The next section of the book expands Gruesser’s claim of the connection of the two concerned fields of study. At the commencement of the chapter, he illustrates how Gates’s Figures in Black and The Signifying Monkey, “have proven extremely useful in reading African American literature…[ ] and…[that ] they offer insights to critics of postcolonial literary texts” (54). Signifyin(g), according to Gruesser, has become a pivotal concept to analyze African American literary texts. Discussing the significant and substantial works of Walter Mosley, Pauline Hopkins and Toni Morrison, he explains how the concept of Signifyin(g) glides into the concerned literary texts and evokes not only a sense of authenticity but also creates a passage to the literary works not assorted to African American studies. In his own words, “…the theory can be usefully applied to texts outside the African American literary tradition” (57), and further states, “Signifyin(g) proves indispensable in analyzing Hopkin’s literary revisionism”(86). This literary revisionism can be identified as the one that Gates adheres to and that which carries the of concept of Signifyin(g) to postcolonial studies. Gruesser also examines Toni Morrison’s and Nathaniel Hawthorne’s works along with other theorists and fiction writers and establishes his claim of the aforementioned link between the two concerned fields of study. Talking of Morrison and Hawthorne, he brings out, “…the ways in which African American and postcolonial rewritings of dominant and dominating discourses resemble and diverge from one another” (95), suggesting the strong link between the two. The chapter concludes establishing the plausible intersections of the ways of functioning of the two broad areas of study when Gruesser states, “Without question, Gates’s Signifyin(g) and the concept of postcolonial counter-discursiveness have been extremely valuable to critics working in postcolonial and African American studies respectively”(95). He further hints at the role of the Black Atlantic in merging of the postcolonial and the African American studies.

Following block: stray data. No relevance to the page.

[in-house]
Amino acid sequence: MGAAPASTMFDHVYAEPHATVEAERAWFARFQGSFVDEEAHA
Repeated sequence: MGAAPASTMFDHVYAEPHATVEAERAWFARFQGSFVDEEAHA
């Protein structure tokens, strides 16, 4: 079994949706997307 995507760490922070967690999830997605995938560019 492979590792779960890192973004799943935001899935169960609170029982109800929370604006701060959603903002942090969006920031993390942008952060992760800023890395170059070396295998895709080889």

In the next section, the Black Atlantic studies is examined revealing the ways the Black Atlantic works as a pathway connecting the two fields of scholarship. At the onset of this section itself Gruesser points out that Paul Gilroy’s Black Atlantic functions with the aid of both the African American studies and the postcolonial studies. He brings into context that Gilroy’s “black Atlantic resembles postcolonial counter-discourse and Henry Louis Gates’s Signifyin(g)”, and that, “Gilroy takes major step toward moving beyond such [like that of postcolonial critics and Gates] territorialization by incorporating elements from both postcolonial and African American studies into his theory” (96). Hence, with utmost clarity and precision, Gruesser has presented the role that black Atlantic plays in bringing the postcolonial and the African American studies together. According to him, even though the “new world slavery” (97) is the domain of the black Atlantic studies, yet their area of function extends to examine the complex and “incomplete and unequal” (97) dynamics between the black West Indians, Africans in black Atlantic network, black Britons, African Americans, etc., compelling it to inevitably work as a linking pathway between the postcolonial and the African American studies. As moving out of the bounding territories and merging with the outer world, especially European travel is so much a characteristic feature of the black Atlantic, it encompasses all the above different categories of people sharing allied experiences in some way and hence resembles with the postcolonial and the African American literary and cultural studies. He exemplifies his thesis with the help of the works of writers like Harry Dean, Harriet Jacobs and Alice Walker. Grusser quotes, Gilroy’s words about the black Atlantic, “a new discursive economy emerges with the refusal to subordinate the particularity of slave experience to the totalizing power of universal reason held exclusively by white hands, pens and publishing houses” (99). Black Atlantic can be assumed to be an area of study that not only resembles the postcolonial and African American studies but also raises questions on various other related areas like colonial studies, transatlantic studies, slave narratives and other theories that apply to these studies, etc.